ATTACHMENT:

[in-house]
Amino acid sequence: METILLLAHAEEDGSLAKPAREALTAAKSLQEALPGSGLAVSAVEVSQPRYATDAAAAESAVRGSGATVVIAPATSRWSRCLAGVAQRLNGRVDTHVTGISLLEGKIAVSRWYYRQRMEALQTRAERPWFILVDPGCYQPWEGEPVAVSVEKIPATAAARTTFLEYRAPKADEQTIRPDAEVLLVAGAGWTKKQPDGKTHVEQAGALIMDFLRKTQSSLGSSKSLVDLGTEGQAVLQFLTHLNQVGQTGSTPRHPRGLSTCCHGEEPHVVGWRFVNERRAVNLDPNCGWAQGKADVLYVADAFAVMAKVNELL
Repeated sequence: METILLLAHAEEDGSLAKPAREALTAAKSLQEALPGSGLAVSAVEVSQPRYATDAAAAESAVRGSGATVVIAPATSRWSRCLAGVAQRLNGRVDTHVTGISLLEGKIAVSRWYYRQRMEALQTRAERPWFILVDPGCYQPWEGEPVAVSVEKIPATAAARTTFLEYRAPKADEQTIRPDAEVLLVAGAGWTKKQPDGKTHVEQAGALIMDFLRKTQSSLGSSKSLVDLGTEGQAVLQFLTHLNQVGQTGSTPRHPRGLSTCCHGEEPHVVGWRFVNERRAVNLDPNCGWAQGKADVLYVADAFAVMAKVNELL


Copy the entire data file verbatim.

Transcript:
[in-house]
Amino acid sequence: METILLLAHAEEDGSLAKPAREALTAAKSLQEALPGSGLAVSAVEVSQPRYATDAAAAESAVRGSGATVVIAPATSRWSRCLAGVAQRLNGRVDTHVTGISLLEGKIAVSRWYYRQRMEALQTRAERPWFILVDPGCYQPWEGEPVAVSVEKIPATAAARTTFLEYRAPKADEQTIRPDAEVLLVAGAGWTKKQPDGKTHVEQAGALIMDFLRKTQSSLGSSKSLVDLGTEGQAVLQFLTHLNQVGQTGSTPRHPRGLSTCCHGEEPHVVGWRFVNERRAVNLDPNCGWAQGKADVLYVADAFAVMAKVNELL
Repeated sequence: METILLLAHAEEDGSLAKPAREALTAAKSLQEALPGSGLAVSAVEVSQPRYATDAAAAESAVRGSGATVVIAPATSRWSRCLAGVAQRLNGRVDTHVTGISLLEGKIAVSRWYYRQRMEALQTRAERPWFILVDPGCYQPWEGEPVAVSVEKIPATAAARTTFLEYRAPKADEQTIRPDAEVLLVAGAGWTKKQPDGKTHVEQAGALIMDFLRKTQSSLGSSKSLVDLGTEGQAVLQFLTHLNQVGQTGSTPRHPRGLSTCCHGEEPHVVGWRFVNERRAVNLDPNCGWAQGKADVLYVADAFAVMAKVNELL